“It’s good to have a racer,” Harvick said. “That’s the most important thing. It’s not like he’s hands off. He knows the ins and outs of what’s going on to this very minute in the sport, has been around the sport for a long time. That’s what you need is that racing perspective of just making sure we stick with the roots of what made NASCAR racing what it is, and he’s been around it and know how that went.

“I think from the drivers’ perspective, it’s really important whoever is in that position to become more connected. I think that’s the most important thing right now is this sport needs to be connected in a lot of different directions, but they need to all come together and go in the same direction instead of having so many different ideas.”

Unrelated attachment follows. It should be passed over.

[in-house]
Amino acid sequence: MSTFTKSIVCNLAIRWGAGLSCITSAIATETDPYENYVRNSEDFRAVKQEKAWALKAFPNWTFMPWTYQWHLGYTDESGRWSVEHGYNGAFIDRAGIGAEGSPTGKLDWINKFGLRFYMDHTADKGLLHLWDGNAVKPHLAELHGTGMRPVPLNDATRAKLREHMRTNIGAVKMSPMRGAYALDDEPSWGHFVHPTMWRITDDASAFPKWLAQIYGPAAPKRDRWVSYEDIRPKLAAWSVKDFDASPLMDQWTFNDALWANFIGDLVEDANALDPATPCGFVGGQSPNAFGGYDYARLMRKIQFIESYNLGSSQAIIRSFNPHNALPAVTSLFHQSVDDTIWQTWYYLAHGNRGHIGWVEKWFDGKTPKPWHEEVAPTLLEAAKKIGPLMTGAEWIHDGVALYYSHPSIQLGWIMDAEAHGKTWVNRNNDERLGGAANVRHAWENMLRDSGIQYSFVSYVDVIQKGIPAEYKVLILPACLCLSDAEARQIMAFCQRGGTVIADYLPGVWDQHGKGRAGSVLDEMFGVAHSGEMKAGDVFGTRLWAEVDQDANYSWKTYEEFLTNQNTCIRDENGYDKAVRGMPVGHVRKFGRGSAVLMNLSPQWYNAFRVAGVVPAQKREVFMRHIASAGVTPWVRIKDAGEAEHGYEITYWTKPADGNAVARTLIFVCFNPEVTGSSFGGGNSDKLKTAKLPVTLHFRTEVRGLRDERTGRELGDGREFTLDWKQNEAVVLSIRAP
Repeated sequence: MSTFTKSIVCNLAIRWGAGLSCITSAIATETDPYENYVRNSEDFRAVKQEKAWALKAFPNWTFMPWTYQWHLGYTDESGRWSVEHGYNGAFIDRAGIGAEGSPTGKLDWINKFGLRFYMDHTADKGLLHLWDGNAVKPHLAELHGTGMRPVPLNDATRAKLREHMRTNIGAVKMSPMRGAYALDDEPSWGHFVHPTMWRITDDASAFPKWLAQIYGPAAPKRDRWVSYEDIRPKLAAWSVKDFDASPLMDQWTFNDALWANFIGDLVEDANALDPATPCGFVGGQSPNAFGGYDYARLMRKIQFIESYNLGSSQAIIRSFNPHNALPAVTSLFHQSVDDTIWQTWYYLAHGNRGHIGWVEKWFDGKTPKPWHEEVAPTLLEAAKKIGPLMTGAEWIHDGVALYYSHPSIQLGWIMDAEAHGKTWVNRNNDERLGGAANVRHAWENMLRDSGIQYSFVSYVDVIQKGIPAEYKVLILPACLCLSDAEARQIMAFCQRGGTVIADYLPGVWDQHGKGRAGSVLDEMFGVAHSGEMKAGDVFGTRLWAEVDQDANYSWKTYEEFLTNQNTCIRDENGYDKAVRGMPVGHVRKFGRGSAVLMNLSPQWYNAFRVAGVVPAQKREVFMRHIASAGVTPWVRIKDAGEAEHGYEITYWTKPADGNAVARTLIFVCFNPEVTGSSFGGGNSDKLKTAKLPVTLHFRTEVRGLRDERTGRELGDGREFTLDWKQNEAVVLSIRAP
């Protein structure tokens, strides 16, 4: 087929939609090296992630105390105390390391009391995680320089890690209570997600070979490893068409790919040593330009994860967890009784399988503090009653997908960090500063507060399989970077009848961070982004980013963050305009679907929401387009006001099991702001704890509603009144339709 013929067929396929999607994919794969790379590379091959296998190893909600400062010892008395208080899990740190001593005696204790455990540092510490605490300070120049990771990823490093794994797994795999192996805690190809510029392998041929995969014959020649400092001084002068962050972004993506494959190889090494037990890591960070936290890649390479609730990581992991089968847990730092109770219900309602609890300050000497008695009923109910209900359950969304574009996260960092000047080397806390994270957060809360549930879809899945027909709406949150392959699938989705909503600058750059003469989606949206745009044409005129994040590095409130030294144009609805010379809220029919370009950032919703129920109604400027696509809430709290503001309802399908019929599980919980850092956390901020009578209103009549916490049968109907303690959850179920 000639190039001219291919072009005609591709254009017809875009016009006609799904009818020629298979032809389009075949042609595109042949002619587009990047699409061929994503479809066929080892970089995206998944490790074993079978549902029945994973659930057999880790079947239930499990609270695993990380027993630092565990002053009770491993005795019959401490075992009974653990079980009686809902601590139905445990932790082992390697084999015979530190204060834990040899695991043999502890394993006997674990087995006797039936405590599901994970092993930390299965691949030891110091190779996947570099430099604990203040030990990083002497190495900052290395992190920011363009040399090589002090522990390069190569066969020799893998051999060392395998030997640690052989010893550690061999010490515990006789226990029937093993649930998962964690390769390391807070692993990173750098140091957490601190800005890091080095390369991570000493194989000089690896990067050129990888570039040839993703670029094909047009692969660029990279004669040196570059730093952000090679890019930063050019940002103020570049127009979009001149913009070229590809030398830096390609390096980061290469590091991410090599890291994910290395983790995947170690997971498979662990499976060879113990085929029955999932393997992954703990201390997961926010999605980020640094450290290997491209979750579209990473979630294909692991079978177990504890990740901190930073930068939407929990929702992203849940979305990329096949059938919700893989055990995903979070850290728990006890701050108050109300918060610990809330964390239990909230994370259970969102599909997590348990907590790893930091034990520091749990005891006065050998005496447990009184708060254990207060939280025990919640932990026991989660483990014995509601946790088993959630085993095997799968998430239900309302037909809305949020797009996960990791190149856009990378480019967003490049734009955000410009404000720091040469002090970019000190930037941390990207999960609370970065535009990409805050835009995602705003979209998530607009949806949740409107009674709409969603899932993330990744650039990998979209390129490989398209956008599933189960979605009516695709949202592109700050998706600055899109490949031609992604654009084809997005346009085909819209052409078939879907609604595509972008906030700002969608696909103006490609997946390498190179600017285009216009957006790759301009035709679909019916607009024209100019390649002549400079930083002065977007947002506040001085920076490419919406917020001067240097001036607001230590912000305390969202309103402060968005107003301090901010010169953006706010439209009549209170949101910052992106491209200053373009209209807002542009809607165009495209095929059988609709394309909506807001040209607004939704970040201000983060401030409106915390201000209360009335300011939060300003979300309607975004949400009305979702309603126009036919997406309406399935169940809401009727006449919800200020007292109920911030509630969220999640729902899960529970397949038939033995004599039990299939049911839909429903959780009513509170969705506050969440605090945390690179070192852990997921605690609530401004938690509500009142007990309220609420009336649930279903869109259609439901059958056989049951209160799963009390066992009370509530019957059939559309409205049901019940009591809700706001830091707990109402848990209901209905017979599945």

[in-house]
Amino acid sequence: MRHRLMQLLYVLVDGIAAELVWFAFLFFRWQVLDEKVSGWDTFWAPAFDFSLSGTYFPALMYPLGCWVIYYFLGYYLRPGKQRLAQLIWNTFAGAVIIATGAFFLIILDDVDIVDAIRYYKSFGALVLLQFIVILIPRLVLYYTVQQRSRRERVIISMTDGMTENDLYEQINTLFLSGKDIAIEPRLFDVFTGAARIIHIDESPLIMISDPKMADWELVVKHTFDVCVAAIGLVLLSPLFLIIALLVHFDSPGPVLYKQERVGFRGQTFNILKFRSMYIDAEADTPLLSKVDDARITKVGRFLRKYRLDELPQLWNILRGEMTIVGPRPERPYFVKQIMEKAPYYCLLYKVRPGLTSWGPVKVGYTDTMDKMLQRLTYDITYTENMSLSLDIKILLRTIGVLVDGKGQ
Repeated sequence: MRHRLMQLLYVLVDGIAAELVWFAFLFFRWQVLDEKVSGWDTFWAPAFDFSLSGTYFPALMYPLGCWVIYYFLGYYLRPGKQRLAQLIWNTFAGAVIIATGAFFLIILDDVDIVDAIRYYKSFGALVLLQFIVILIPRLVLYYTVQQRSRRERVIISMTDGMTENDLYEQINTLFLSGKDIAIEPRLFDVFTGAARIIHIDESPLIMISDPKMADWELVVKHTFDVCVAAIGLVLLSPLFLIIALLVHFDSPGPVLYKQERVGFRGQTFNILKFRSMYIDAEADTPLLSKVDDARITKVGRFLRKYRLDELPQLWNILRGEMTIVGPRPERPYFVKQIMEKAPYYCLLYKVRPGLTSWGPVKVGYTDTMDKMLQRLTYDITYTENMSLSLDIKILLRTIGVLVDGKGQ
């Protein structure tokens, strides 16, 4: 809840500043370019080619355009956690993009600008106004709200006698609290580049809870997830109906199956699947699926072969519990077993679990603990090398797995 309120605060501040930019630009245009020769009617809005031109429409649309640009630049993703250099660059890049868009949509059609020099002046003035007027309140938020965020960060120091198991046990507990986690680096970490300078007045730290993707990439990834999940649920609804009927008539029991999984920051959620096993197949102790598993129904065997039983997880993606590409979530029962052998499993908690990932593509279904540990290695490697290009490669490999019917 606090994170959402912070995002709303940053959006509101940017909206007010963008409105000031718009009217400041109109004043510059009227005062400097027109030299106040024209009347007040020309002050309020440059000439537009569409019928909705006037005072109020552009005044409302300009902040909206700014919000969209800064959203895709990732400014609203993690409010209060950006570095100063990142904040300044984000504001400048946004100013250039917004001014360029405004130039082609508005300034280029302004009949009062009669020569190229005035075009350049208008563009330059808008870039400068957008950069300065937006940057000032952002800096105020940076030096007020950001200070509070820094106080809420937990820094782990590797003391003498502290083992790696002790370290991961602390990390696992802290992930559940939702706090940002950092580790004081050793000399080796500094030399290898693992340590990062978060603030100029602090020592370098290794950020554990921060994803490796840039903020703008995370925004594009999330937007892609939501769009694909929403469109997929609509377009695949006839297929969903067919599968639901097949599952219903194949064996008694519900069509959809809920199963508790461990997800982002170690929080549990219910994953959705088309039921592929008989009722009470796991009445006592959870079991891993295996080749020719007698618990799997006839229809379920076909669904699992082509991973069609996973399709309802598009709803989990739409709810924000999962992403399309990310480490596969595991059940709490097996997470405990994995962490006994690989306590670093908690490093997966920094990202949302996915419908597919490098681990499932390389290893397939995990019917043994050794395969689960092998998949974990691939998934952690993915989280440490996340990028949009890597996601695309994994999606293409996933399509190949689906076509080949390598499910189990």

Denny Hamlin, attending Washington Redskins training camp, told reporters Tuesday: “Lesa (France Kennedy) and Jim are going to do a great job. I’m confident in the leadership of NASCAR. I know all of the executives really, really well. I get invited into some very intense meetings with them at times, and am very confident that those guys can take the reins and do a great job.”

Jim France, son of NASCAR founder William H.G. France, also is Chairman of the Board of International Speedway Corp. Lesa France Kennedy is ISC’s CEO. 

Watkins Glen winner Chase Elliott said on a teleconference Tuesday that he knows Jim France.

“I haven’t ever had any issues with Jim,” Elliott said. “I expect them to do fine, and it doesn’t change my job, so I’m going to do my thing.”

Bruton Smith, executive chairman of Speedway Motorsports Inc., told The Associated Press that the sport will continue to go forward.